Since the beginning of the coronavirus pandemic, I have received hundreds of emails offering advice, tips, and tools for managers leading teams in this new era of work. One thing is clear: Now is an important time to be extra mindful and intentional as leaders. And there has never been a better time to enact practices that are at the core of the Greater Good Science Center’s mission to support a thriving, resilient, and compassionate society.
Among all the advice streaming through my inbox, five particular practices stood out. They have always been essential management skills, but their interwoven practice now holds outsized potential for impact: support of emotional expression, presence, inquiry, listening, and self-care. I offer them as an opportunity to expand our mindset of leadership as we learn to grow, respond, and improvise with and beyond the coronavirus into our new future of work.
1. Support emotional expression
The experience of the pandemic will reverberate in different ways for each employee. You will observe grief, overwhelm, fear, anxiety, hypersensitivity, and much more. These emotions will change from day to day, week to week, or even hour to hour! I know mine have these past many weeks.
Expressing emotions at work has always been a challenge. Many employees fear being overly vulnerable and sharing too much information, only to have it backfire, leaving them embarrassed and perhaps even the target of judgment. But in this time, when the usual lines between work and life have been greatly blurred, emotions are so obviously present. They’re in need of acknowledgment and support.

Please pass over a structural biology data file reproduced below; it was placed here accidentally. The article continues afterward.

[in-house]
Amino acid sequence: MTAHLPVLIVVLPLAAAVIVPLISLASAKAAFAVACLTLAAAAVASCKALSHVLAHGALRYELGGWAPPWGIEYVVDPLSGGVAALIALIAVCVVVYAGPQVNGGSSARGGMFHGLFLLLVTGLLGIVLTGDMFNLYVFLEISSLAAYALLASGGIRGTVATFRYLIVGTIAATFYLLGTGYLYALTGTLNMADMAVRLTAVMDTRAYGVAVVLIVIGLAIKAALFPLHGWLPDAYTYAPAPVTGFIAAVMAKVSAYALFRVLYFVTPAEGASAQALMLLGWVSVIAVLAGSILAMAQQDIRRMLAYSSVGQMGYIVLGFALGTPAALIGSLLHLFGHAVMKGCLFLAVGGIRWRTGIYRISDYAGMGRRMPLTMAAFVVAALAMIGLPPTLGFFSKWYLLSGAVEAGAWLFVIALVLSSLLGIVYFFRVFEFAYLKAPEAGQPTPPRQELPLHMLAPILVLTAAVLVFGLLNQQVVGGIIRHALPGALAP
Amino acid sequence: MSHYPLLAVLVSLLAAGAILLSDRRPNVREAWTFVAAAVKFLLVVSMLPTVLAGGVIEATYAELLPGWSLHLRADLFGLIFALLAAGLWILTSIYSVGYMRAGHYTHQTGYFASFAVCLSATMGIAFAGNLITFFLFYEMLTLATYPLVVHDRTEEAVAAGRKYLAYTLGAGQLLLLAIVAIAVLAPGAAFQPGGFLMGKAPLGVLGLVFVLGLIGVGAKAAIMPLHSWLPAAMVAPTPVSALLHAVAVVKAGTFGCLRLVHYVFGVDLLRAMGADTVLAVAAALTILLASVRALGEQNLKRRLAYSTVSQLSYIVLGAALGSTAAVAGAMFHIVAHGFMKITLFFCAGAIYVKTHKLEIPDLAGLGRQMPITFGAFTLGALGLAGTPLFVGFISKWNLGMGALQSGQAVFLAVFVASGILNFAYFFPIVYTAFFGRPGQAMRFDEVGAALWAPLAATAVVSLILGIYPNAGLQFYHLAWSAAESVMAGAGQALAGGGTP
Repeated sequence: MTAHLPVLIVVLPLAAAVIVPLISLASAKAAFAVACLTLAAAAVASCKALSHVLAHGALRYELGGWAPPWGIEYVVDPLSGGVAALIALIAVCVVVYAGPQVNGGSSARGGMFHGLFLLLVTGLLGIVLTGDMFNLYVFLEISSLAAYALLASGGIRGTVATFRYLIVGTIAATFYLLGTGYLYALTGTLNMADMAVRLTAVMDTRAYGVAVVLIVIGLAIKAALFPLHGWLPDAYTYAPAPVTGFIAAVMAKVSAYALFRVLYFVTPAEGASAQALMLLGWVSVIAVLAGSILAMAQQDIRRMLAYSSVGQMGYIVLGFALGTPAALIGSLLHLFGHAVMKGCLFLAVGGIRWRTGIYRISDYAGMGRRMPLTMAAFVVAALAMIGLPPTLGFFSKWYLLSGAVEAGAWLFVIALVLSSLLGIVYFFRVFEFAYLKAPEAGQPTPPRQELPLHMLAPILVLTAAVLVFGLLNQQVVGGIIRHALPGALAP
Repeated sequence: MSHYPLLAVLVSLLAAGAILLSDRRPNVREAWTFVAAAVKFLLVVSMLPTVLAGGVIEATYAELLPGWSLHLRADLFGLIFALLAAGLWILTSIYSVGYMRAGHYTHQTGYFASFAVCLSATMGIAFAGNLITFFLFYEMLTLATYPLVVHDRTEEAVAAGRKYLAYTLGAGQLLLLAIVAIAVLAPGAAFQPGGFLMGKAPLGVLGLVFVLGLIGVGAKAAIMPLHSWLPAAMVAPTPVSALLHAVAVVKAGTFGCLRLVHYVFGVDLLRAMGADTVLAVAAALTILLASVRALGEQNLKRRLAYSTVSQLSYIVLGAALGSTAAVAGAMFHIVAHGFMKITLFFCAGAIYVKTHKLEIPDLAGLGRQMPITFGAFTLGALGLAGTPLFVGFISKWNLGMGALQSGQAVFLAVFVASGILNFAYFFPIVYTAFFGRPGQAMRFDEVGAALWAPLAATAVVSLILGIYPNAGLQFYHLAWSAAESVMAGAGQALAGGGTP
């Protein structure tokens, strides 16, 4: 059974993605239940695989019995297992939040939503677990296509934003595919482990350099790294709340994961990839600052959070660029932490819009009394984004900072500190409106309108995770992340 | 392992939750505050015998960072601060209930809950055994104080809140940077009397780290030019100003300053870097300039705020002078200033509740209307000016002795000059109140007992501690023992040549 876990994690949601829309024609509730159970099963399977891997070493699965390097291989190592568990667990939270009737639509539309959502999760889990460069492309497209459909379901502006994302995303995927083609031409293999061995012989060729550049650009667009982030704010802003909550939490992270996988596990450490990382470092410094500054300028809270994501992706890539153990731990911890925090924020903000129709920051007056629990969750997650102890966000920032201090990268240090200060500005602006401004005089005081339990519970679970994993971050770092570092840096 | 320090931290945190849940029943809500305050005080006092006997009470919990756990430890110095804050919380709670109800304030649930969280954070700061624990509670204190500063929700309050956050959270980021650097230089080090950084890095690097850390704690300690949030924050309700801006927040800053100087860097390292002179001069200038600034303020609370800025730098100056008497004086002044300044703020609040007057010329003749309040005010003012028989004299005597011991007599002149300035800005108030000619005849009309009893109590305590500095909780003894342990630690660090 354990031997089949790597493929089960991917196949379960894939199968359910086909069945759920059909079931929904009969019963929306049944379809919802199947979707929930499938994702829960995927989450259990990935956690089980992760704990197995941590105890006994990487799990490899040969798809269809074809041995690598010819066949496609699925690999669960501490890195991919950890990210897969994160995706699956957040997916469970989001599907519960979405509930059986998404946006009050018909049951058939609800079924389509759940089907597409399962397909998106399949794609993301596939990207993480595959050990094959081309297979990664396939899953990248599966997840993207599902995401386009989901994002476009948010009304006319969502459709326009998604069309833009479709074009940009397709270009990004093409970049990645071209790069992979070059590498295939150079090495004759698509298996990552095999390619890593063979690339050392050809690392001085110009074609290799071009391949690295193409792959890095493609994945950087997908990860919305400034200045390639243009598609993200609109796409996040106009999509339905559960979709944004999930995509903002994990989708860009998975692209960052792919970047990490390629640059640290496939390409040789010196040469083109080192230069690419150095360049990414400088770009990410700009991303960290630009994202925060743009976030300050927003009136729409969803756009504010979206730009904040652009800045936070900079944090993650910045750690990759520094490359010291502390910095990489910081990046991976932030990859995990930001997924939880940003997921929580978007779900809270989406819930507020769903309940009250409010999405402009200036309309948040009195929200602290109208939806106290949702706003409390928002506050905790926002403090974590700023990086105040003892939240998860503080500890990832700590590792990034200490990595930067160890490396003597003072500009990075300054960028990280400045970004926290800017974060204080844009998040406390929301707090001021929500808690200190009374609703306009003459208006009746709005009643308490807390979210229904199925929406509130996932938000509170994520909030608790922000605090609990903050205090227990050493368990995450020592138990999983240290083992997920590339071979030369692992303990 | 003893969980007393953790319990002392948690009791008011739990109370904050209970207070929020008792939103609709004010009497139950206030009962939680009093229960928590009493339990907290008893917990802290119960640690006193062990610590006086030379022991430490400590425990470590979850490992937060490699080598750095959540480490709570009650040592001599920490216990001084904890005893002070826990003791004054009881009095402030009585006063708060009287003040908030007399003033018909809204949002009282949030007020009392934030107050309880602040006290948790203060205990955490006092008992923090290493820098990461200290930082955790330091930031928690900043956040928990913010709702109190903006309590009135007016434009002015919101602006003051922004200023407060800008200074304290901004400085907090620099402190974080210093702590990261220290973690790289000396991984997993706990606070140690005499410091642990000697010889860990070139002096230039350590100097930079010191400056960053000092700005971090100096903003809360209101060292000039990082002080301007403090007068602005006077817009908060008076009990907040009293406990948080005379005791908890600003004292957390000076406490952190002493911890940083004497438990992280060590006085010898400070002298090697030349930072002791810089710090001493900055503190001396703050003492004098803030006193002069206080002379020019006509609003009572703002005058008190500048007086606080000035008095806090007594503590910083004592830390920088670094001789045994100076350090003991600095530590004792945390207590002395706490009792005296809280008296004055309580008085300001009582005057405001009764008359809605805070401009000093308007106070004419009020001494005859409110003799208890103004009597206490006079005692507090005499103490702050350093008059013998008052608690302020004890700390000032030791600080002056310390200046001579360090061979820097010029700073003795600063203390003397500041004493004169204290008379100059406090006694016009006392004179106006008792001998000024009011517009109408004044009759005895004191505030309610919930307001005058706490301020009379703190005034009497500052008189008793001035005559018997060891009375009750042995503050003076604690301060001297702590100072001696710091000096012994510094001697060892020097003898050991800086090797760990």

Emotions are natural human responses to one’s environment and the expression of emotion is a natural, healthy, and even vital practice. “Our emotional responses shape our experience of the world,” says Eve Ekman, senior fellow at the Greater Good Science Center and creator of a popular workshop titled Cultivating Emotional Balance. “Emotions can feel profoundly enriching and painfully unbearable.” In both cases, these divergent emotions may be masked in the workplace with a quietude, a weak smile, or even laughter.
Thus, our role as managers is to discover the emotions within our teams and give them a safe place to be expressed. Most emotions can be fully expressed within seconds. Unexpressed, they remain lodged in our bodies and can cause long-term harm to ourselves and others.
Providing emotional support does not mean that you need to become a therapist or counselor. It does, however, mean moving beyond the polite “How are you?” to a more meaningful exchange and opening that may ignite their sense of belonging and hopefulness. If more emotional support seems prudent, professional resources are readily available.
2. Be exquisitely present
In a recent LinkedIn post, researcher and writer Adam Grant reminds us that loneliness is widespread, especially in American culture. “Americans have fewer friends at work than we did in the past—and we’re less likely to have them over for dinner and go on vacation with them than people in many other countries.”
Social distancing can easily amplify already-widespread feelings of loneliness. Thus, connection is more imperative now than ever, even as it becomes a creative but constrained endeavor. Freelancers and contract employees know how easy it is to feel disconnected from the workplace—and now, almost all of us who once worked every day in an office know what it feels like to not have a water cooler.
This requires leaders to be even more mindful of our employees—pay closer attention, notice more, build high-quality connection. We must be exquisitely present and create the space for our employees to feel fully seen, heard, and appreciated during these challenging and unusual times.
3. Practice embodied inquiry
Being present with our teams is just one ingredient in supporting their thriving. We must also inquire to understand what they value and what they need. This requires skillful inquiry.